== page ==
RESEARCHERS in Sheffield have been aiming to use a ground-breaking approach to dig out even more remnants from the English Civil War. Their method would help search under gardens, patios and lawns - without having to dig them up.
It is believed that there are more hidden historical gems to be found, buried under the ground. The challenge is to uncover these.
The plan involves using a bouncing light beam from an aircraft. It is a type of geophysics known as ‘profiling’, which is normally used for geology but is a novel approach for archaeology.
Profiling involves creating ‘slices’ through the landscape - a bit like slicing through a cake to see where the jam is in the middle.
That process would help to digitally map out a complex network of defences, fortresses and redoubts constructed during the sieges of Newark.
The Civil War, which took place in the middle of the 17th century, will always resonate in Yorkshire. Events such as the Battle of Marston Moor made a profound impact on the area’s history.
The war was between the supporters of the king - Charles I - and those who backed the parliament. Yorkshire was divided by this conflict, which lasted until 1646, between Royalists and Parliamentarians.
In April, the king attempted to enter Hull but the gates of the city were shut against him. Actual fighting began in August and the royalists used York as their base.
The Sealed Knot is a civil war re-enactment organisation. They stage costumed demonstrations of what happened during those times.
Simon Wright, of the Sealed Knot, believes there could be much more of historical interest to be uncovered beneath the ground.
“Yes, there is probably a great deal of information to be discovered from the archaeology of sites relating to the English Civil Wars,” he said. “Good examples of this can be seen from the excavations at Pontefract and Sandal Castles.
“Also the relatively new techniques associated with battlefield archaeology have significantly changed our views of what happened at major battles like Naseby in Northamptonshire and Marston Moor near York.”
Dr Rachel Askew, University of Sheffield archaeologist, has been engaging with the National Civil War Centre and a range of stakeholders to plot a project that will combine the talents and skills of the university, museum and publíc to discover more.
The most impressive surviving earthwork in the region is the star-shaped Queen’s Sconce, which once provided a platform for Royalist cannons to fire on the Parliamentary forces. Dr Askew believes there are many more ‘redoubts’ lying hidden beneath the earth.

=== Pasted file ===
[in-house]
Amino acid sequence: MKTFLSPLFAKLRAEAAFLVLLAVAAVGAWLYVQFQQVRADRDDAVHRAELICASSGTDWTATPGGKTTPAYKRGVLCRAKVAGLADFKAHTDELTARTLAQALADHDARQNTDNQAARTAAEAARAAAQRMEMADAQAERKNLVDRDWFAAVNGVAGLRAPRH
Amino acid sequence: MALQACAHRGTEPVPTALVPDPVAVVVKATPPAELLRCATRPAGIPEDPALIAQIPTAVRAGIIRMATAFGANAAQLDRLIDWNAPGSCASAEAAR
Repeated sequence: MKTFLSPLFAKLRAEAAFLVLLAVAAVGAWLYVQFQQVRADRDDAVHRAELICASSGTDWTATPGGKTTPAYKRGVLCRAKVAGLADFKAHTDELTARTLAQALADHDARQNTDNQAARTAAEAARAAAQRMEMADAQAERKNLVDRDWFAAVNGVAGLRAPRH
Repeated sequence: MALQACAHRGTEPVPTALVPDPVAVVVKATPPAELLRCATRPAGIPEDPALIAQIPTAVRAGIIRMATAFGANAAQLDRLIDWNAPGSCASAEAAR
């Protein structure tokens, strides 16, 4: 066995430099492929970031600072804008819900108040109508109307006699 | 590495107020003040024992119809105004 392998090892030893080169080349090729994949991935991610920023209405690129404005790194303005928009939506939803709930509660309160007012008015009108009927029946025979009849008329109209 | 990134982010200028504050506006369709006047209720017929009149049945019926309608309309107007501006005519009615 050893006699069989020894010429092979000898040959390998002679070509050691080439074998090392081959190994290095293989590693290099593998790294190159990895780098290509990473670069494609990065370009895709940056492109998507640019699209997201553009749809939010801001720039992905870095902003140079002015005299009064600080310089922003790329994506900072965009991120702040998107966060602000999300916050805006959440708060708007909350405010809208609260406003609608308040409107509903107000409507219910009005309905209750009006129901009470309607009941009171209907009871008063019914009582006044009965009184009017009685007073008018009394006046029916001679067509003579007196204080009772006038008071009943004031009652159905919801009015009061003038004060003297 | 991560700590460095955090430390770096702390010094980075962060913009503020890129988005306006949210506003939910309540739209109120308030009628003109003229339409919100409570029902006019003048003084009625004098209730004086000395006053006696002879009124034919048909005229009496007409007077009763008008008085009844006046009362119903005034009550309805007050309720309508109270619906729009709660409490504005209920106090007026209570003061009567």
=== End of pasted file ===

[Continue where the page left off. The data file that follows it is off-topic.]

The last time that the siege works were scrutinised in this manner was in the early 1960s when a Royal Commission published a report. Back then, lasers and satellite imagery were science fiction. There is no better time than the 21st century though to keep delving into the mysteries of nearly 500 years ago.
To keep up to date with The Sealed Knot’s programme of events during 2016, visit www.thesealedknot.org.uk
CIVIL WAR - YORKSHIRE AREAS
Siege of Hull, 1642: Charles the 1st’s unsuccessful siege of the city - a major port possessing a large arsenal - sparked off a full-scale war.
Battle of Leeds, 23 January 1643: Amid a heavy snowstorm, battle raged for more than three hours in the afternoon. The victorious Parliamentarians took around 500 prisoners.
Battle of Seacroft Moor, 30 March 1643: This was a serious blow for parliamentary forces. Fairfax, their commander, was quoted calling it “the greatest loss we ever received”.
Capture of Wakefield, 21 May 1643: A parliamentary victory which temporarily changed the balance of power in Yorkshire after they surprised the Royalist garrison.
Adwalton Moor, near Bradford, 30 June 1643: The strong Royalists defeated the parliamentarians, even though they had 3-4,000 men around Bradford.
Second Siege of Hull, September to October 1643: A victory for parliament at the high point of the Royalist campaign - and led to them re-establishing themselves in Yorkshire.
Battle of Selby, April 1644: A parliamentarian victory over the Royalists, which importantly opened the road from Hull to York for them.
The Siege of York, April to July 1644: A prolonged battle for supremacy, leading to Fairfax being made Governor of York by parliament.
Battle of Marston Moor - 2 July 1644: The Royalists lost what was reportedly the biggest battle in British history - and Oliver Cromwell called it “an absolute victory obtained by God’s blessing”.
Great Siege of Scarborough Castle: The Castle was bombarded for five months by parliamentarians, there was brutal conflict then the defenders finally caved in.